Federal courts across the country continue to divest themselves of Fair Debt Collection Practices Act (FDCPA) cases following the Supreme Court’s salient Article III standing decision in TransUnion LLC v. Ramirez. The Southern District of Illinois is no exception, with a court in that district recently dismissing an FDCPA action for lack of standing alleging contact with a consumer after the debt collector received notice that the consumer was represented by an attorney.

In Simpson v. Revco Solutions, Inc., the plaintiff alleged that in April 2021, her attorneys mailed a letter to the defendant notifying the debt collector of their representation. Despite this notice, the defendant mailed a collection letter directly to the plaintiff in alleged violation of §§ 1692c(a)(2), 1692e, and 1692f of the FDCPA. As is relevant to the court’s decision on standing, the plaintiff alleged that the defendant’s conduct caused her monetary and emotional harm. Specifically, the plaintiff alleged she was forced to retain legal representation — presumably to seek redress for the defendant’s violation — and suffered undue stress, anxiety, confusion, wasted time, annoyance, and informational injuries.

The defendant moved to dismiss the amended complaint for lack of standing and for failure to state a claim. The defendant argued the plaintiff’s general allegations of harm were not sufficient to state a concrete injury. The plaintiff countered that her allegation of monetary harm is a recognized concrete injury, and her allegations of non-monetary harm are analogous to a harm that is traditionally recognized at common law; namely, violation of a plaintiff’s privacy rights.

The court first addressed, and rejected, the plaintiff’s claim of emotional harm as a basis for standing. The court recognized that even prior to the Supreme Court’s decision in Ramirez, the Seventh Circuit repeatedly held in the context of the FDCPA that allegations of embarrassment, confusion, stress, and/or anxiety are insufficient to constitute an injury in fact under Article III. The court then turned to the plaintiff’s allegations of monetary harm. While the Court recognized that monetary harms are more readily and easily recognizable as concrete injuries under Article III, such allegations must not be vague. Here, the plaintiff’s allegations of “actual financial harm and monetary losses” were indeed too vague to support a finding that the plaintiff had standing to pursue her claims. The court similarly rejected the plaintiff’s claim of monetary loss resulting from retainment of legal representation. “Litigation, and consulting a lawyer,” the court found, “is a cost in any litigation and . . . is not enough to show the existence of standing.”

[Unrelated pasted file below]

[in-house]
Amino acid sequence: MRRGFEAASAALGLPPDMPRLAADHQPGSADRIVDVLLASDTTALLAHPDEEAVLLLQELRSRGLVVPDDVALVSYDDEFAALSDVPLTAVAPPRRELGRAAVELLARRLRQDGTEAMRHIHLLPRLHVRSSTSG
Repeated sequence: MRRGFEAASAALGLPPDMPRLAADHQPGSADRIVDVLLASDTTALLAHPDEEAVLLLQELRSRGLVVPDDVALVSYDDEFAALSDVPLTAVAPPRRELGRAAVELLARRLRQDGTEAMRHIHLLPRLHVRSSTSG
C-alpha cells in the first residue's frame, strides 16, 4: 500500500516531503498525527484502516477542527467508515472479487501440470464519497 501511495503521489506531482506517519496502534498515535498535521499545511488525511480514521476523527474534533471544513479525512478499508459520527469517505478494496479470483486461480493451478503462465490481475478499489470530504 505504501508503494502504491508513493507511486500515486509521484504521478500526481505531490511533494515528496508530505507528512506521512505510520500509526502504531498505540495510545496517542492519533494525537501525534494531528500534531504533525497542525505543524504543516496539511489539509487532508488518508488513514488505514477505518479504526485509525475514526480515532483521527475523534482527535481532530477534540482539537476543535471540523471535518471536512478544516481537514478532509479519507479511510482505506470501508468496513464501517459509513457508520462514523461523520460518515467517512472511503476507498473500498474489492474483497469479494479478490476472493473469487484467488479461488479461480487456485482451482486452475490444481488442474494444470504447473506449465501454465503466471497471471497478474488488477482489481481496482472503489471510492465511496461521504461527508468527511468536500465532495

Turning to the plaintiff’s final basis for standing — that the defendant’s failure to heed the plaintiff’s notice of attorney representation was analogous to common law invasion of privacy — the court found that while the common law claim of intrusion upon seclusion was the best comparator to the plaintiff’s claim, the plaintiff’s receipt of an unwanted debt collection communication could not be viewed as highly offensive to a reasonable person. Therefore, the plaintiff’s claim lacked a “close relationship” to a common law harm and could not support a finding of standing. Since it did not have jurisdiction to consider the plaintiff’s claims, the court dismissed the action.

The court’s decision in Simpson follows a long line of recent decisions regarding what type of harm is sufficient to confer Article III standing within the context of the FDCPA in the Seventh Circuit, and beyond. It is becoming increasingly apparent that vague allegations of harm, be those monetary or emotional, will not be found sufficient.